The border city of El Paso, Texas has a longstanding tradition of muralism in one of its oldest neighborhoods- the downtown Segundo Barrio. Though these manifestations have not received as much scholarly attention as other borderland muralist traditions, they echo a similar theme of community artwork focused on sociohistorical issues, cultural memory, and barrio identity relevant to their geopolitical space. Through a study of mural artists and programs in the downtown El Paso area, I view the use of specific iconography and themes as expressions of Segundo Barrio history, memory, and identity. These artists have continued a lineage of Chicano and barrio sensibilities in their work that reflects on community values and traditions. Though these practices stem from the same initiative of the local high school that serves the barrio, they generationally differ in themes and subject matter. In Gaspar Enriquez’s art, his Chicano identity informs his representation of barrio individuals; Jesus “Cimi” Alavarado’s muralism, on the other hand, represents current sociopolitical issues affecting borderland communities.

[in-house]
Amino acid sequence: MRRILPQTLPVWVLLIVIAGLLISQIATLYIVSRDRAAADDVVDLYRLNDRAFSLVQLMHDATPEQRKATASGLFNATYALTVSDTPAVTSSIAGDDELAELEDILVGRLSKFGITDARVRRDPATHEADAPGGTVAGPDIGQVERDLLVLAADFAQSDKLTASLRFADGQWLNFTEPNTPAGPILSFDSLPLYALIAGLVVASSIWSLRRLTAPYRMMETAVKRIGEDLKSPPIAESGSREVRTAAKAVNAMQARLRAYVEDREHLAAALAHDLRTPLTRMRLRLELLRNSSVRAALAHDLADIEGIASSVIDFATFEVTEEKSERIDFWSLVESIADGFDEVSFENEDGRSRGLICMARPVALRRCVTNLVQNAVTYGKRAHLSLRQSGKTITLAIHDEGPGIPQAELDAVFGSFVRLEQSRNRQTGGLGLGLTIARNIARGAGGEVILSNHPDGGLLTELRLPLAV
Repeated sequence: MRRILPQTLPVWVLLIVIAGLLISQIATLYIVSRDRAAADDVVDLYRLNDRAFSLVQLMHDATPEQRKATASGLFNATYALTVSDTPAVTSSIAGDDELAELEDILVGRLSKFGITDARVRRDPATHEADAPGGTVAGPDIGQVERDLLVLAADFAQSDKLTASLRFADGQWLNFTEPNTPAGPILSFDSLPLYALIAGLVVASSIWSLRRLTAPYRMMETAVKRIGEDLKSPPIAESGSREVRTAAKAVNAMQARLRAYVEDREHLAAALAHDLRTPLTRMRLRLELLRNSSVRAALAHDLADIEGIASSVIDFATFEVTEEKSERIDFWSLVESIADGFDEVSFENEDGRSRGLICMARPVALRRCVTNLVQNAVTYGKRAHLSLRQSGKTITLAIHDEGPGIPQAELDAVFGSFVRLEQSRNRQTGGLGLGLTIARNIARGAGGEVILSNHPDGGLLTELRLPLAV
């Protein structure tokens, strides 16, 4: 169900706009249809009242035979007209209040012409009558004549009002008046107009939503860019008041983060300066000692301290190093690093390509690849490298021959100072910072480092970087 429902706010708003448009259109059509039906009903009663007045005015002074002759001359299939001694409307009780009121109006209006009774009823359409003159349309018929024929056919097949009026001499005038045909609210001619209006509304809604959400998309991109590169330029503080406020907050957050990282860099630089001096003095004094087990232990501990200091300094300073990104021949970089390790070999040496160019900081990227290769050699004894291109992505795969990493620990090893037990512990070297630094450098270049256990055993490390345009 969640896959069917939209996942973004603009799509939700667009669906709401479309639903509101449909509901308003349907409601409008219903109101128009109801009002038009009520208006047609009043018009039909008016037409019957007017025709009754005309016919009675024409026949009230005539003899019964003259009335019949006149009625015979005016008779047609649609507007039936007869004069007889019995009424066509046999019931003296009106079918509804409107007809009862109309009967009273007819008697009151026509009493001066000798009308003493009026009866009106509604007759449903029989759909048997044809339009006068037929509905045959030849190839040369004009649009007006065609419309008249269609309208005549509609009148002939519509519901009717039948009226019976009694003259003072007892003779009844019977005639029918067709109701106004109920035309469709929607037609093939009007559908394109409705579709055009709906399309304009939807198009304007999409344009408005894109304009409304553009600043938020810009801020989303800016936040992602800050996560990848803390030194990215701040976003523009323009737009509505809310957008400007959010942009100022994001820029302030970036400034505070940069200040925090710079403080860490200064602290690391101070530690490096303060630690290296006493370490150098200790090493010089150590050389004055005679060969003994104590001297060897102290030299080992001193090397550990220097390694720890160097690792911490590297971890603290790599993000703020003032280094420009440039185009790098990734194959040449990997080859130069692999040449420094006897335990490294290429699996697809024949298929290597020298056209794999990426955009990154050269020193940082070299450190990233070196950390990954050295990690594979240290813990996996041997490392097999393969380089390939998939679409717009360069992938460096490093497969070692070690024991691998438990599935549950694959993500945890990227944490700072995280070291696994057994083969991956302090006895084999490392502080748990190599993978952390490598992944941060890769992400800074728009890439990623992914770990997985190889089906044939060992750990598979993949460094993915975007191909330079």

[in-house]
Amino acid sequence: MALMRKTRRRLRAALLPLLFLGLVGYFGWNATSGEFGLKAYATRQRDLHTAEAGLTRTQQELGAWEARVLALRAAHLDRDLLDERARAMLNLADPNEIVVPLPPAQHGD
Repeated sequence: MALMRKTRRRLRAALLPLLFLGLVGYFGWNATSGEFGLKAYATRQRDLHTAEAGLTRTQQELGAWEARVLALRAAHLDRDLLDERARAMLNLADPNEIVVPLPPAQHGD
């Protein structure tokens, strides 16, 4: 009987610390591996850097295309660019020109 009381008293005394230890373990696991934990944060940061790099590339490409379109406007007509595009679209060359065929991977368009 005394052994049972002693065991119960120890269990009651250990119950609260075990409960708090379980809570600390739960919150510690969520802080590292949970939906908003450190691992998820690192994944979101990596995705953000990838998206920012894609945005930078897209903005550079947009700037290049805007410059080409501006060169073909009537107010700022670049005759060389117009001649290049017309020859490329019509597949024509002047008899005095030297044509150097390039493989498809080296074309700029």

García, Eduardo. "El Paso Segundo Barrio Muralism: Barrio History, Memory, and Identity in Community Artwork." Chamisa: A Journal of Literary, Performance, and Visual Arts of the Greater Southwest 1, 1 (2021). https://digitalrepository.unm.edu/chamisa/vol1/iss1/21